- v. present participle of patronise.
- adj. (used of behavior or attitude) characteristic of those who treat others with condescension
“Saqib Shaikh: I don't run my own business, so may be missing something, but why is this term patronising?”
“And this patronising is not unexpected (or unecnountered) when looking at how an expert gives advice to a novice.”
“Bill Bentley, East Sussex County Councillor, clearly a black belt in patronising, also warns that ‘living in a cold house can have an effect on your health’ There goes my dream of igloo life in 2008.”
“Out Of Here has a contestant who gets called a patronising nickname instead of their real name.”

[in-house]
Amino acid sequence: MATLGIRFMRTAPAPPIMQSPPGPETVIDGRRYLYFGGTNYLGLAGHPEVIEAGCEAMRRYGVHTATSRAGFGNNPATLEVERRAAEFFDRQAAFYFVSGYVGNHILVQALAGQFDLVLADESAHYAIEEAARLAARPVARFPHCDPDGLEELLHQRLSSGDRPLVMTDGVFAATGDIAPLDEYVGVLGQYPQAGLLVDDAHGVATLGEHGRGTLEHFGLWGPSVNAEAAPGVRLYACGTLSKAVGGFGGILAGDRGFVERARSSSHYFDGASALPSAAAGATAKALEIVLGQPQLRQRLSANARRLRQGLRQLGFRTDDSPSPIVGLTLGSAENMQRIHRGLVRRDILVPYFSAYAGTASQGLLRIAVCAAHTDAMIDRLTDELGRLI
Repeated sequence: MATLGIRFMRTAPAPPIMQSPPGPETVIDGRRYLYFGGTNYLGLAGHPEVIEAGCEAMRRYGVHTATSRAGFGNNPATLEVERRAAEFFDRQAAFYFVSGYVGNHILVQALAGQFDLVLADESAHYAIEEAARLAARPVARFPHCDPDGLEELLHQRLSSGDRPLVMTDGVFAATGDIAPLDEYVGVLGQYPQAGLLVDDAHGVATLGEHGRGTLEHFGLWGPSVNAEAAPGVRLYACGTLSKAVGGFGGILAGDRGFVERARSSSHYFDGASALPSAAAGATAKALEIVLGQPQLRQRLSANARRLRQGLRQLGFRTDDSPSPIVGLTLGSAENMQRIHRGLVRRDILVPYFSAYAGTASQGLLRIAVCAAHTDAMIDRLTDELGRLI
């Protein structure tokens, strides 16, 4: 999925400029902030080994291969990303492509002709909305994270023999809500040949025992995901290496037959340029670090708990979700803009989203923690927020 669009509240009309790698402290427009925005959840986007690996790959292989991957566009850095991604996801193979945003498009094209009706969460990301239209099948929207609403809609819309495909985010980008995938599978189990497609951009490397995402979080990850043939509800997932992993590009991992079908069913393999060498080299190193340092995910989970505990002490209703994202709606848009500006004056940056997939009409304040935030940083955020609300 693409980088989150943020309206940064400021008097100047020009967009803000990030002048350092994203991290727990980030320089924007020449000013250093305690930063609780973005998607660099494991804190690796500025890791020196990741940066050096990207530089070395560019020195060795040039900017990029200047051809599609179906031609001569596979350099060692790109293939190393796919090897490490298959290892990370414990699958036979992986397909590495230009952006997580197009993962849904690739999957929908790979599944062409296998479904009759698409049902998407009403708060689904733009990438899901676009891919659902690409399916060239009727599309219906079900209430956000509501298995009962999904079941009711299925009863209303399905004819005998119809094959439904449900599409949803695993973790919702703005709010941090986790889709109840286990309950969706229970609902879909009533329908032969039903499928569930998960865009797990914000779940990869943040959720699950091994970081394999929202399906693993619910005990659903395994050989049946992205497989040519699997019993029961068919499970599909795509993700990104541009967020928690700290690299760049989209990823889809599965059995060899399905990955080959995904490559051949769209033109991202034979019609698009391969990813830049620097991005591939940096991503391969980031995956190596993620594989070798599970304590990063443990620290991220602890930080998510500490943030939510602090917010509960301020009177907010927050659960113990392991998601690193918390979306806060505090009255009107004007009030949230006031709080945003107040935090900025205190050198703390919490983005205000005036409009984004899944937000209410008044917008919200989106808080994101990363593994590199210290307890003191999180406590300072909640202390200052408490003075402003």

“Bradshaw had not been possessed with the idea of patronising Ruth.”
“Trying alternative solutions in a time of economic strife is not "patronising", it is pragmatic.”
“The Lib Dems, meanwhile, vociferously condemned the tax break as "patronising" and "sending all the wrong signals", recognising the anachronism in incentivising an institution that is increasingly becoming a minority pursuit.”
“I don't know what to say to Ann. It wasn't meant to be 'patronising' when reiterating that Israel's existence isn't a problem for me and shouldn't be for anyone else.”
“Of course some workers may find this advice "patronising", and they are perfectly free to ignore it - but the reality for large numbers of people is that it is often difficult to obtain time off even for perfectly good reasons.”
“I would also agree that Aslan comes across and some kind of patronising leader of a reality show than he does as the warm, fatherly entity he is in the books.”
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Looking for tweets for patronising.